History

RSS Feed
NPR

A Look Back At How Newspapers Covered The Civil Rights Movement

This week Audie Cornish travels to Birmingham, Ala., to revisit some of the stories that shaped that city and the nation in the summer of 1963. Today she talks with Hank Klibanoff, co-author of The Race Beat about how the newspapers covered the civil rights struggle fifty years ago.
NPR

When A Language Dies, What Happens To Culture?

Nearly half of the 7,000 languages spoken in the world are expected to vanish in the next 100 years. One of them is Athabaskan, a language of the Siletz tribe in the Pacific Northwest. Bud Lane, vice chairman of Siletz tribal council, explains the importance of language diversity.
NPR

Italian University Spreads The 'Gelato Gospel'

Among the many culinary treats Italy has given the world is gelato, a frozen dessert with roots in ancient Mesopotamia. Gelato lovers from all over the world are flocking to a university outside Bologna, Italy, to master the art of gelato-making. Here's a free lesson: Don't call it ice cream.
NPR

African-Americans And Gay Marriage: It's Complicated

As the Supreme Court prepares to rule on two cases involving same-sex marriage, a new documentary takes a look at what same-sex marriage means for African-Americans. Host Michel Martin speaks with Yoruba Richen, the director of The New Black to find out what inspired the film.
NPR

Dear Harvard, My Career Deserved More Respect

In 1961, Phyllis Richman started applying to graduate school at Harvard. But she was discouraged when a professor asked how she would balance her professional life with 'responsibilities' to her husband. Host Michel Martin speaks with Richman about a response letter she wrote 52 years later.
NPR

SCOTUS And Affirmative Action: Who Is Abigail Fisher?

The Supreme Court is weighing a decision on Abigail Fisher's affirmative action case against the University of Texas. Host Michel Martin speaks with ProPublica writer Nikole Hannah-Jones about Fisher's motivation and what's behind the landmark case.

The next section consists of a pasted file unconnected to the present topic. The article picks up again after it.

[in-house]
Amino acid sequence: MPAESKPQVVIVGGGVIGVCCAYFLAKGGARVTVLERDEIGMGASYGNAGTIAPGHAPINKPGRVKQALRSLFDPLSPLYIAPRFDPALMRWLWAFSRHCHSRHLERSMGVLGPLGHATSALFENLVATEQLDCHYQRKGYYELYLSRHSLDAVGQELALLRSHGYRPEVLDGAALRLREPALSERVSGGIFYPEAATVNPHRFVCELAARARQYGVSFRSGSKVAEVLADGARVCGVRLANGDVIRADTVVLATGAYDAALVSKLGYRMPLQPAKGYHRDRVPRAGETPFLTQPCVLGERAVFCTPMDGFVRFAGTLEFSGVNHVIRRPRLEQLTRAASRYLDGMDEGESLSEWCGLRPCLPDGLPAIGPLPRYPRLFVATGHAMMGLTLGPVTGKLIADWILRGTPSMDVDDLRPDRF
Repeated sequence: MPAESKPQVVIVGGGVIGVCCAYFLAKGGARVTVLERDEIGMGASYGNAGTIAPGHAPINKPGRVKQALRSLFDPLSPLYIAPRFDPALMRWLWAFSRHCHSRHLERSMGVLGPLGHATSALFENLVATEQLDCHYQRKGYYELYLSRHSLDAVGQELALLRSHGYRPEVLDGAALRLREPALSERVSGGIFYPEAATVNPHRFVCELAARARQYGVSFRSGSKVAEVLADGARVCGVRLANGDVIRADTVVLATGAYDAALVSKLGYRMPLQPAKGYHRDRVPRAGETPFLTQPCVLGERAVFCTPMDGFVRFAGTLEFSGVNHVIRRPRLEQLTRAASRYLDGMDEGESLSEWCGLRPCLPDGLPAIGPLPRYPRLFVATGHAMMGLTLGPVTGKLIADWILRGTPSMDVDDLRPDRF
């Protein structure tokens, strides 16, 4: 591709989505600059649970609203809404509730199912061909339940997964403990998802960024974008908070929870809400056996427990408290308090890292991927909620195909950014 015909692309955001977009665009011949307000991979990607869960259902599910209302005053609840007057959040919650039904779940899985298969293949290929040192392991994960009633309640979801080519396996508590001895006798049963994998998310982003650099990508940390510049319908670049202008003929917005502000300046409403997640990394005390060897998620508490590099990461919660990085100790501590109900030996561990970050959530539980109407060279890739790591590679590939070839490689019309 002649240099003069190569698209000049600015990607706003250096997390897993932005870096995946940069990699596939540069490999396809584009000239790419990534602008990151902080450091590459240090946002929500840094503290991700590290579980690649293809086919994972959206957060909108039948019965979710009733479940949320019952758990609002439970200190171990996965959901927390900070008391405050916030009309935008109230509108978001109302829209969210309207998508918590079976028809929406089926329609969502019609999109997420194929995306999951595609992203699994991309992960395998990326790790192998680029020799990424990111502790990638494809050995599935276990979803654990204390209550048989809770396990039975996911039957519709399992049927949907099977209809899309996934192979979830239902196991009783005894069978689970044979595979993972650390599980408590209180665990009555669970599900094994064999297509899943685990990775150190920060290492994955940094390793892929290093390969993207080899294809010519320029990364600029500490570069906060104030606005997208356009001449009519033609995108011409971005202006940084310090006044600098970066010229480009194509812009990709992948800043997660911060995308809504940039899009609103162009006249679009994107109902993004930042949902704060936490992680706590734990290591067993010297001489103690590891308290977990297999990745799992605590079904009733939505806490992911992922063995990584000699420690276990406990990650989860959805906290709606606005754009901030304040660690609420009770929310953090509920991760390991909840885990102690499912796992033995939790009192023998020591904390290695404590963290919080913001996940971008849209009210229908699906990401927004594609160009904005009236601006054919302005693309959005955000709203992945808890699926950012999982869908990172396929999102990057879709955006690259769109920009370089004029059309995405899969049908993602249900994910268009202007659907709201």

NPR

Archeologists Search Lake Michigan For 1679 Ship Wreckage

In northern Lake Michigan, explorers are stepping up their effort to find a ship that sank in 1679. French and American archeologists are on the lake looking for the ship sailed by French explorer Rene-Robert Sieur de la Salle. So far, the excavation has uncovered a wooden beam that looks like the mast of a ship.
NPR

A Posthumous Tribute To Guns From A Sniper Shot To Death

Considered by many to be the most deadly sniper in American military history, Chris Kyle was killed on a Texas gun range in February. He was an outspoken advocate for both veterans and gun rights, and his book, American Gun, has just been published.
NPR

Violence Defies Pakistanis' Efforts To Define Their Nation

There is no more graphic example of the daunting challenges facing Pakistan's new prime minister than the bloody events playing out in the west of his nation. The fractured country is as threatened as ever by forces committed to its destruction.

Pages